German anatomist Karl Gegenbaur proposed that human limbs evolved from the same structures as the gill arch of cartilaginous fish in 1878. The theory was rejected due to lack of fossil evidence of the possibility of the theory. Dr. Andrew Gillis from the University of Cambridge’s Department of Zoology and the Marine Biological Laboratory has found genetic evidence that supports Gegenbaur’s theory.
The researchers compared the genetic mechanism of embryonic development that produces the development of gill arches in skates and the development of human limbs. The common factor was the activity of the Sonic hedgehog gene. The same gene controls the process of development that exists in the formation of human limbs and the development of gill arches in skates and related animals like sharks.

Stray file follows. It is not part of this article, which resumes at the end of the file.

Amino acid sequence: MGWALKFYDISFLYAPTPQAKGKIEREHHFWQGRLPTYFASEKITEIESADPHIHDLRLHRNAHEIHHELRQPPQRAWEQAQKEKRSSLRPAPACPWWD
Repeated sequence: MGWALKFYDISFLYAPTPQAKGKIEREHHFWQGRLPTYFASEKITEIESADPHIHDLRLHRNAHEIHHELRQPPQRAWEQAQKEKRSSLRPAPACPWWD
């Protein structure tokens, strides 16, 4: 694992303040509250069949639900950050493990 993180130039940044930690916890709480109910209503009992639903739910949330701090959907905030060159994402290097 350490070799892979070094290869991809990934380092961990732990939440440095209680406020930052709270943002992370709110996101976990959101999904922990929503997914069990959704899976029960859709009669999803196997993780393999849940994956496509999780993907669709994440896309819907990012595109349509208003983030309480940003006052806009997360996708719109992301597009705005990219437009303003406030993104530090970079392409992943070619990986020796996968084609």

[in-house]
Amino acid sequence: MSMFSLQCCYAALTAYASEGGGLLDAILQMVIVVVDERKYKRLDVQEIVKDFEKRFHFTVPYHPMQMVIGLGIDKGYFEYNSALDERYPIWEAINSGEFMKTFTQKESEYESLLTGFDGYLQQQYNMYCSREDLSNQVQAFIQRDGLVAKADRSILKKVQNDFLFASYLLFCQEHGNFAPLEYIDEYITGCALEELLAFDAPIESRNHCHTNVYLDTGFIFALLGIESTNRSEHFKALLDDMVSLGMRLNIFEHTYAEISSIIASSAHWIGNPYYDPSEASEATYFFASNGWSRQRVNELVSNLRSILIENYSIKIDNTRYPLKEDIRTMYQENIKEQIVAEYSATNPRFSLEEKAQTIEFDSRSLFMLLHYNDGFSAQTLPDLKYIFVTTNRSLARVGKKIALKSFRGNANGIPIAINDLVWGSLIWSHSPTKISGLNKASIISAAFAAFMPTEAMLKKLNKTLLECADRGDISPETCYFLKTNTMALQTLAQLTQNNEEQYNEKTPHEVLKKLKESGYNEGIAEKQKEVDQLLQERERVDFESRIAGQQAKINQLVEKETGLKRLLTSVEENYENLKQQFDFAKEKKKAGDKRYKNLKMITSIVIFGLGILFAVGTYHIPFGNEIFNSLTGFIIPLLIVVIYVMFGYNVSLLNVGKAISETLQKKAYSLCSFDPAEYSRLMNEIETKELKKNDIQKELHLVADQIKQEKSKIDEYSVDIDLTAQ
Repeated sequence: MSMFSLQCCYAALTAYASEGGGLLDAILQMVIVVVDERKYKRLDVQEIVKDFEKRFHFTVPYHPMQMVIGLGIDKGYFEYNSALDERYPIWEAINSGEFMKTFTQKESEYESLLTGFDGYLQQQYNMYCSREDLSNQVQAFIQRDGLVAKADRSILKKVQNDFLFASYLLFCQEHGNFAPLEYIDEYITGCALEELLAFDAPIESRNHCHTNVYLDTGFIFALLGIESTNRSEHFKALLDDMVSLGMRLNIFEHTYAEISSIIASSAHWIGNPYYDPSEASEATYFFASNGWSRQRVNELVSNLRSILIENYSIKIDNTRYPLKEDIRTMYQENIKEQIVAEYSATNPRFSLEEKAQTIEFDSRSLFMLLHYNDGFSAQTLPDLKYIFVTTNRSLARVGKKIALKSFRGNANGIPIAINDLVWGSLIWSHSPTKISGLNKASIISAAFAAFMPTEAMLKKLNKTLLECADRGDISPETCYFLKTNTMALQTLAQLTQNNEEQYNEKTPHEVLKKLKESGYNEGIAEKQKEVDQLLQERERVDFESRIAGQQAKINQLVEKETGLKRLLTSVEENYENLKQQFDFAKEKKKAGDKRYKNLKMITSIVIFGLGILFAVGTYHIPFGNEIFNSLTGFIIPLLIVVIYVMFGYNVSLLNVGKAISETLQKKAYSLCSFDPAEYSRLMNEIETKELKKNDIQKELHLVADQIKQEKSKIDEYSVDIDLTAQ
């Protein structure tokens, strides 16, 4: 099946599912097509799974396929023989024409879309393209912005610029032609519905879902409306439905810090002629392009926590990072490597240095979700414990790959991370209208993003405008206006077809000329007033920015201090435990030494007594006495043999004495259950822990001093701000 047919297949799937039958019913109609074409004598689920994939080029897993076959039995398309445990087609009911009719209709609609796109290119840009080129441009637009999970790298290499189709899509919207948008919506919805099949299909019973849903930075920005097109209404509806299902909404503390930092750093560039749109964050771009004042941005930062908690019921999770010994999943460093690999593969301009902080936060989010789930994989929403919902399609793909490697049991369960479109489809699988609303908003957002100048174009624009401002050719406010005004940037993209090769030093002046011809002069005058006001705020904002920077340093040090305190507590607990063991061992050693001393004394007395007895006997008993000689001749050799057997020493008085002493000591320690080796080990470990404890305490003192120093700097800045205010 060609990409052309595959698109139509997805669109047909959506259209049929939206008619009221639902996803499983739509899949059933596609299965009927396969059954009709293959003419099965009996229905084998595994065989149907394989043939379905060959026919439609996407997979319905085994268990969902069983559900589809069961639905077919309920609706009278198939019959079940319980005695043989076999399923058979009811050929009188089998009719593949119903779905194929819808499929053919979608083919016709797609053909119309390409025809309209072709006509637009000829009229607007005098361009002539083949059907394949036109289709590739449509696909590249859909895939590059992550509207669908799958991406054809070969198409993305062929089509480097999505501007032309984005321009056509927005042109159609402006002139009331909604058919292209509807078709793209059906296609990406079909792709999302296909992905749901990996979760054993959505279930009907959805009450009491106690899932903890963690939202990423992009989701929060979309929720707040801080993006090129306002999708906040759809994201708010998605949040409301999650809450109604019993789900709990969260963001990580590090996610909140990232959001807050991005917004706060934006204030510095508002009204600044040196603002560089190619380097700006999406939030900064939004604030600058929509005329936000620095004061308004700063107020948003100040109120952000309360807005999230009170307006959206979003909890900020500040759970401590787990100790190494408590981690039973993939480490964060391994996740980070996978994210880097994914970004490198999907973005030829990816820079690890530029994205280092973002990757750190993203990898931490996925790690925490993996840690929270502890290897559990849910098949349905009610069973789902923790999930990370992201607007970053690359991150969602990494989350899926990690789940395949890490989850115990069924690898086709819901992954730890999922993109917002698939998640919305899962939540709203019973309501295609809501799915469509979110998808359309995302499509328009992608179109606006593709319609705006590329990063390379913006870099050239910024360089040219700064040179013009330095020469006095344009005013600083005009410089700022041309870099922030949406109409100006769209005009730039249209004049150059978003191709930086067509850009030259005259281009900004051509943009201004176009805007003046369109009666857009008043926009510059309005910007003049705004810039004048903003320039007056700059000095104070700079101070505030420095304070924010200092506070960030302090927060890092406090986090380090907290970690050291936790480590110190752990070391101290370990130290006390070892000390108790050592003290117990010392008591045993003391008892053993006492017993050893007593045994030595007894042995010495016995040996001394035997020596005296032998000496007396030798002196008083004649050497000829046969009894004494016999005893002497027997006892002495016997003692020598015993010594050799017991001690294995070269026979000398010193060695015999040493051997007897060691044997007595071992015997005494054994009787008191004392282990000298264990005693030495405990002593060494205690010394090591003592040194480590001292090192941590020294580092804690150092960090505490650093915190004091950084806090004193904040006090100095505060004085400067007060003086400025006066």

The researchers inhibited the function of the Sonic hedgehog gene at various stages of skate embryonic development. The flaps of tissue that cover and protect the gills of skates called brachial rays developed outside of the gill arches if the gene was inhibited early in development and fewer developed if the gene was inhibited later in the embryonic development. The findings verify the gene is the controller of gill and human limb development.
The discovery shows that Gegenbaur was correct after all. The most likely probability is that the gene developed eons ago and was first adopted as a part of cartilaginous fish embryonic maturation and then became a part of human limb development. The potential that the same gene with the same structure developed in two different species independently is remote. The original creature that evolved the Sonic hedgehog gene is unknown.